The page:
Barbara Hately-Broad’s purpose is to insert the neglected subject of British prisoner-of-war (POW) families into the history of army, navy and air force families during the Second World War, a subject that is itself rather thinly tackled by historians.
In 1886 the Glasgow Prayer Union (GPU) remembered in their customary prayers a woman across whom one of its ‘ladies’ had come. She had been ‘found lying very drunk near Cattle Market with young infant’. Concerned for the infant’s life, the unnamed philanthropist (not a word Smitley uses) takes the child to the nearby police station, ‘where the woman was also taken’ (p. 44).
This volume makes an excellent contribution to the field of religious and gender history, properly marking the revival of interest in religion within British cultural and social history that has been quietly developing over the past decade.
Esther Breitenbach and Pat Thane’s edited collection, Women and Citizenship in Britain and Ireland in the Twentieth Century is a timely and very useful addition to the historiography.
Chocolate, writes Emma Robertson in the introduction to her monograph, ‘has been invested with specific cultural meanings which are in part connected to … conditions of production’ (p. 3). At the heart of this study is a challenge to existing histories:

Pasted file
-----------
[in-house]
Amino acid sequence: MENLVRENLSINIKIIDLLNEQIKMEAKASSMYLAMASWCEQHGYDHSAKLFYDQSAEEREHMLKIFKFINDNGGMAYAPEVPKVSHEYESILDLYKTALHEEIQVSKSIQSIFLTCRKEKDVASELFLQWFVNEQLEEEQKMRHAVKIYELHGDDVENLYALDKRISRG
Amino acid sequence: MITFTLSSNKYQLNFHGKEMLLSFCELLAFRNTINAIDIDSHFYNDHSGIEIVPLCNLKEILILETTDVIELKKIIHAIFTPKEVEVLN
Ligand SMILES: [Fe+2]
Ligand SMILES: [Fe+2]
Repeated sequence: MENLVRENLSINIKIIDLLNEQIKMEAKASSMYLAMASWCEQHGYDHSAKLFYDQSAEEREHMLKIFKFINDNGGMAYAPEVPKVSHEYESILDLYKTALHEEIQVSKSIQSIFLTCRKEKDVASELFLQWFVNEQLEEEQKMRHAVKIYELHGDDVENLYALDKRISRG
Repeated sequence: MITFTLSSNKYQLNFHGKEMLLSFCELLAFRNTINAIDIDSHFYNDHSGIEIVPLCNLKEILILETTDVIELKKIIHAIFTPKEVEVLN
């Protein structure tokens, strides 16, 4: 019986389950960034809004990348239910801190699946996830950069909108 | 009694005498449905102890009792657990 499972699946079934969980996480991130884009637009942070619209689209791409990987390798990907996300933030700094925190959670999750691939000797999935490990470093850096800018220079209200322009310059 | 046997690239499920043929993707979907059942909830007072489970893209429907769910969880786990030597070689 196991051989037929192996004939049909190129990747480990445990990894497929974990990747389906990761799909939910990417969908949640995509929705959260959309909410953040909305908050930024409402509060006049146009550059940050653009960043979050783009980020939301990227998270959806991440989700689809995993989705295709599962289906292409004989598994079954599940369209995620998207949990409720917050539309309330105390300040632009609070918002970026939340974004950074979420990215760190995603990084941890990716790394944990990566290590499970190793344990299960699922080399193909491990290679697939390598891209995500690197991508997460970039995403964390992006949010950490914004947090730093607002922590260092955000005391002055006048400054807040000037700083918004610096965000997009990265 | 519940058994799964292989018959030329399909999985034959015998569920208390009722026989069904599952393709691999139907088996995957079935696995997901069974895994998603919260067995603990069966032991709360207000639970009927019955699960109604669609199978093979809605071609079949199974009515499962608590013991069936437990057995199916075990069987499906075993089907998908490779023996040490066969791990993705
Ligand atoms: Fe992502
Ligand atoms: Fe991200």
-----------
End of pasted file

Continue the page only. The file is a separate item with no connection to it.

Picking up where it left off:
I was 16 or 17 when I first read Pat Barker’s Regeneration trilogy, and 26 when I completed my PhD on shell shock in First World War Britain.
This readable and accessible book has secured an impact beyond the academic world, becoming the Guardian book of the week in March 2011 and drawing positive reviews in both the academic and non-academic press.
Sinners? Scroungers? Saints?: Unmarried Motherhood in Twentieth-Century England offers a rich and fascinating study of the National Council of the Unmarried Mother and Her Child (later the National Council for One Parent Families, then One Parent Families and now Gingerbread), a charitable organization that was established to provide support for unmarried mothers and their children.
The collection of essays in ‘She said she was in the family way’: Pregnancy and infancy in modern Ireland is a welcome addition to our knowledge of Irish women’s lives. Its use of a variety of sources in original and revealing ways, its rigorous scholarly presentations and its overall knowledge of the field is truly of benefit to all those interested in Irish history.
Once upon a time, as every schoolboy knew, the history of the British Empire was the history of great men.